If you've spent any time in Greater Phoenix during the summer, you've probably been in the presence of our famous monsoons — a quick and intense storm full of rain or dust. In the United States, these storms are unique to the Southwest, and they're a sight most locals are more than excited to experience. Of course, monsoons can be dangerous, but if you follow these safety tips, you can enjoy the storm from the comfort of the indoors. Learn more about the dangers of monsoon season and how to keep yourself safe here.
What is a Monsoon?
Derived from the Arabic word "mausim," which means "season," a monsoon refers to the time of year when there is an increase of moisture and seasonal change in wind in the Southwestern U.S. In Arizona, monsoon season lasts from June to September. When locals talk about monsoons, they're usually talking about the short and fierce rainstorms that occur during this season.
Unlike many other destinations in the country, Phoenix locals love the rain — but we don't always get it (Phoenix has an average rainfall of nine inches per year, compared to a national average of 38 inches). Instead of rain, another common storm that occurs during monsoon season is a dust storm, commonly known as a "haboob."
The storms can be hazardous at times, especially if you're driving around town. Check out these safety tips from the Arizona Department of Transportation.
Essential Monsoon Experiences
Clear blue skies are common in Phoenix, and loved by locals and visitors alike. But there's just something about the giant gray clouds, and the way they loom over the Sonoran Desert, that makes our scenery look even more beautiful, especially when accompanied by a bright lightning strike. Whether out in the Phoenix Mountains Preserve or among the skyscrapers in downtown Phoenix, a dark and cloudy sky gives the city a special feeling. Even the sight of a haboob forming, with a massive dust cloud ready to overtake the city, is amazing to see — from a distance of course.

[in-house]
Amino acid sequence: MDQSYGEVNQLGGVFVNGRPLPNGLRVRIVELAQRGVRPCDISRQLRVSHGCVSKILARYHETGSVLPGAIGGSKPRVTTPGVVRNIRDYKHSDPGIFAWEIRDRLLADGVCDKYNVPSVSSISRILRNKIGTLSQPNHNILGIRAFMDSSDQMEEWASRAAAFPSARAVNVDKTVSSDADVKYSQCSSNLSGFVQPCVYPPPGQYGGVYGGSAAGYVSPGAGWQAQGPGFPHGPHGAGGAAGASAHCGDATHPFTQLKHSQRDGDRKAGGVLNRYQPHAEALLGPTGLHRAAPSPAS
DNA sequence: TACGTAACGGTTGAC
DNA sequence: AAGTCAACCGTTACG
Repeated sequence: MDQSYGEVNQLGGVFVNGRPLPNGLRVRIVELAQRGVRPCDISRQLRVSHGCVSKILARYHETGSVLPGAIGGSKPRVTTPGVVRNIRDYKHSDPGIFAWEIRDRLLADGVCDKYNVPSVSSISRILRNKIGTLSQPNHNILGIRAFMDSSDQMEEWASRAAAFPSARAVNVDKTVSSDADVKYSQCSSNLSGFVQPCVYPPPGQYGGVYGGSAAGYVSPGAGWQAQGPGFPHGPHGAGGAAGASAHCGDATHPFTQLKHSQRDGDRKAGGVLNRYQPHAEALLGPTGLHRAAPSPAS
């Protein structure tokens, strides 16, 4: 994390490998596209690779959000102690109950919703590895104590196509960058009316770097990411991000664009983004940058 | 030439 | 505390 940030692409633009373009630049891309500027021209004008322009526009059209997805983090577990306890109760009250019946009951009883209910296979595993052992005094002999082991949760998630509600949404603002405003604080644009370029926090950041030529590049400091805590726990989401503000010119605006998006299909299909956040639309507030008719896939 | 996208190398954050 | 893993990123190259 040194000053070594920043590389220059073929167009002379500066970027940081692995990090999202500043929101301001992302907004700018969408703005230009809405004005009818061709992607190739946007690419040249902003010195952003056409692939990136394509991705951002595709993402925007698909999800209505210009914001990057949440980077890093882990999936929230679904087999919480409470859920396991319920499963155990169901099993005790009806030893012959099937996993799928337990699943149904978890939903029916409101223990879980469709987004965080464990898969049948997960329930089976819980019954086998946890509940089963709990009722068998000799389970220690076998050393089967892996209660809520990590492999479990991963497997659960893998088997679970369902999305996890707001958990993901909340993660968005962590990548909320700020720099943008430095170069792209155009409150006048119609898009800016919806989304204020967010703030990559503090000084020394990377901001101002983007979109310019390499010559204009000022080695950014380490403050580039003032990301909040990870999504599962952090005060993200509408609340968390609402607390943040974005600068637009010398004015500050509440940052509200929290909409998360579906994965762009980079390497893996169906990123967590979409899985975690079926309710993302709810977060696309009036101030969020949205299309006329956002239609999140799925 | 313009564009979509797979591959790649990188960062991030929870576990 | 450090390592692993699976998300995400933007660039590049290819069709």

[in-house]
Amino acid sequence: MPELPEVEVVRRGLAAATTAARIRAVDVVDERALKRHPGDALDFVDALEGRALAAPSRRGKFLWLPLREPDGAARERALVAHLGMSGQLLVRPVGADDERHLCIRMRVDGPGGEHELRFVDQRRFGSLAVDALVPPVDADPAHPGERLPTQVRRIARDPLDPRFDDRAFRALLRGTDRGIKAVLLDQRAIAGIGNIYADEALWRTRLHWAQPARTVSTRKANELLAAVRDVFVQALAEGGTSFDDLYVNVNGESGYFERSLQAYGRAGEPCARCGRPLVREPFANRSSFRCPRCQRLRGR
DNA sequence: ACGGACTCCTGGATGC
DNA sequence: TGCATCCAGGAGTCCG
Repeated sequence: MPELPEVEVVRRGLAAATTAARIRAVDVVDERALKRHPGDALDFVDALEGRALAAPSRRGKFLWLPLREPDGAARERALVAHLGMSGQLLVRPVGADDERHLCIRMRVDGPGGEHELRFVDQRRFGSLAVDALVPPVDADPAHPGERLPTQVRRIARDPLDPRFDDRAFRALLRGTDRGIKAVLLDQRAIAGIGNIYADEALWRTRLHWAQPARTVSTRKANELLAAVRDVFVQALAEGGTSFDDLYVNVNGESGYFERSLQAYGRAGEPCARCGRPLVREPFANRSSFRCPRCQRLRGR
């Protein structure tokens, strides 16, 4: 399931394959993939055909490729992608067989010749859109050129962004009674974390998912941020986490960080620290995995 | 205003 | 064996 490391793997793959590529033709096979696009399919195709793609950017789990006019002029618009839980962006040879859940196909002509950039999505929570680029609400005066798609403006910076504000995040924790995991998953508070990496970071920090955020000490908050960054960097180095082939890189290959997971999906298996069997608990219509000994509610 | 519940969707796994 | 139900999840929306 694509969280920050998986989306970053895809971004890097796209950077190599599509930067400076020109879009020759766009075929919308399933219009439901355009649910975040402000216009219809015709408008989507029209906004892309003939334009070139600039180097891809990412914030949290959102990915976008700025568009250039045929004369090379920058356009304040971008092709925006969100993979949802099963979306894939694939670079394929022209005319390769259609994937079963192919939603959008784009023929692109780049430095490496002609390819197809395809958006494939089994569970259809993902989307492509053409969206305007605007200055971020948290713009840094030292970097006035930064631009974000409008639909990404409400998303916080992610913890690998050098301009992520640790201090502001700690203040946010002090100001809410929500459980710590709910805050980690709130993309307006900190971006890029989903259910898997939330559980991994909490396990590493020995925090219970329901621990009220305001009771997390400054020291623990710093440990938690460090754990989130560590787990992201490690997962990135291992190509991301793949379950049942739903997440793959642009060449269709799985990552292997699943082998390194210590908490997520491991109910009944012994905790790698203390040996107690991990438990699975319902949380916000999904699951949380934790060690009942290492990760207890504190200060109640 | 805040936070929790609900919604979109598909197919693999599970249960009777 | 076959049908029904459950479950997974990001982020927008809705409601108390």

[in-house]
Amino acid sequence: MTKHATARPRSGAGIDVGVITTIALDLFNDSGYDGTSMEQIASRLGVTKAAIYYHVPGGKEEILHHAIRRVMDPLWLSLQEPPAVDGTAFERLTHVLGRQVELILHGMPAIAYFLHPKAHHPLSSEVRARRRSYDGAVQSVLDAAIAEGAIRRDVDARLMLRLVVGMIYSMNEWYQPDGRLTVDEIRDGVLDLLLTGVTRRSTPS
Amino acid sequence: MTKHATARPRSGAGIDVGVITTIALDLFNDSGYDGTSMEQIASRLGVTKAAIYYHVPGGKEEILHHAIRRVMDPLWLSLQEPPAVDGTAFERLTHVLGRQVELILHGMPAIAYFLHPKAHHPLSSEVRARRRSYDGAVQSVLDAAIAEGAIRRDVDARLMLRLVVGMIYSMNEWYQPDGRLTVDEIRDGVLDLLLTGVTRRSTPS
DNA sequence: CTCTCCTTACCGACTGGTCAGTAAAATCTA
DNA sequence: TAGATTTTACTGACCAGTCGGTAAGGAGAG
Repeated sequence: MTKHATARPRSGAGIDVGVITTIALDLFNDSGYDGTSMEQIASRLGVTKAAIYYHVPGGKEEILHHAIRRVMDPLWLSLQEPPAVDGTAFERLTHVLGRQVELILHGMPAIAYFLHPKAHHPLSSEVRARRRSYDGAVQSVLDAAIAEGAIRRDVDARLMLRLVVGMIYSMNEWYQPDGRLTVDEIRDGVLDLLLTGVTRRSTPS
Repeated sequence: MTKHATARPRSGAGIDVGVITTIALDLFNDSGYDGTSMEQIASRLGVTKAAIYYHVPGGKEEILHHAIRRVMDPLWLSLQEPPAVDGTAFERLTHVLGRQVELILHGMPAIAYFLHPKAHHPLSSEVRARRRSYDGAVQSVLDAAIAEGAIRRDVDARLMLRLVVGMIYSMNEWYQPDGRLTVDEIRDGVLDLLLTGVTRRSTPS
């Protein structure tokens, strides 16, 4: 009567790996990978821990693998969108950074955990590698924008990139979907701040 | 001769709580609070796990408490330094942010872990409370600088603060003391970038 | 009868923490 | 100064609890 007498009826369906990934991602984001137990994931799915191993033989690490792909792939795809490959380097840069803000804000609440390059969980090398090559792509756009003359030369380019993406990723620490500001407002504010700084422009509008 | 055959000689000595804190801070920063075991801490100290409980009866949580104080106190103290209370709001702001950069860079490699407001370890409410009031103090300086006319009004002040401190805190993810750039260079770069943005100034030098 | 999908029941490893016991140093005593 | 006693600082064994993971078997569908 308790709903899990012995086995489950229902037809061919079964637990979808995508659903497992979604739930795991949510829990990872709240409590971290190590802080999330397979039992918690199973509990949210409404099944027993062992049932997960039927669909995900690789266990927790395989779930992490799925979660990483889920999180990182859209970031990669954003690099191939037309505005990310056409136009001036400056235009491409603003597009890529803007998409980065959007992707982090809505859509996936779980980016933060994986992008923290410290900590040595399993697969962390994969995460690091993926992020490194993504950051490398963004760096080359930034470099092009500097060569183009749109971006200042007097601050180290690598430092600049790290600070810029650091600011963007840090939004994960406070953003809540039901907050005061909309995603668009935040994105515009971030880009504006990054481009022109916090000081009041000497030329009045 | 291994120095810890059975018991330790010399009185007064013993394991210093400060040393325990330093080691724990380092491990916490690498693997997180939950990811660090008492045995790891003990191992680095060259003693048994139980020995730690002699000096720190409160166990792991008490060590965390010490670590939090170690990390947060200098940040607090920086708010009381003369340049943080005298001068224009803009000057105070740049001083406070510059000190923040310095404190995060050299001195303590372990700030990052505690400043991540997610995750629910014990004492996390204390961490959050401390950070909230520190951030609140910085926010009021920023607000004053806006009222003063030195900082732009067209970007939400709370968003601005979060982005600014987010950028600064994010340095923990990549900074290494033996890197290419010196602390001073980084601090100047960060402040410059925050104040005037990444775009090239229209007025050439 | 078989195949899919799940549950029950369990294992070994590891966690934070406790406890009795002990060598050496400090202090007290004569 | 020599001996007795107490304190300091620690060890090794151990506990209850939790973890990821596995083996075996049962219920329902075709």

While locals love to see rain, the best part about storms in Arizona is the smell, which can be described as sweet, pleasant aroma. This smell is thanks to the creosote bush, a plant native to the American Southwest and northern Mexico. The leaves of the creosote have a waxy coat, which helps to protect them from the sun's ultraviolet rays, and to conserve water. When that waxy substance gets wet, we get to waft in that sweet smell. The scent is so popular that some local shops like Phoenix General sell bushels of creosote to hang in the shower, so you can get that alluring rain smell all the time.
There's no denying that the sound of rain hitting against a rooftop or umbrella is incredibly soothing. The rhythm of the raindrops hitting a surface is said to create a "pink noise," similar to white noise, but more relaxing. It's a sound that could put us right to sleep easily, but don't forget about the clap of thunder to wake you up. Of course, you'll usually hear the thunder long before you hear any rain. We can only imagine what a monsoon storm sounds like inside Taliesin West, former winter home of architect Frank Lloyd Wright.
Rain storms are nice, but they can be tiresome if they last all day (or all week). Luckily, that's rarely the case in Phoenix. Storms during monsoon season are famous for being short and unpredictable, so we Phoenicians here try to treat it like a nice surprise. Even though monsoon season brings hot weather, the occasional rain storm helps to cool down the streets for a while, even if the rain is short-lived. So don't worry, your patio dining plans can likely stay on the agenda.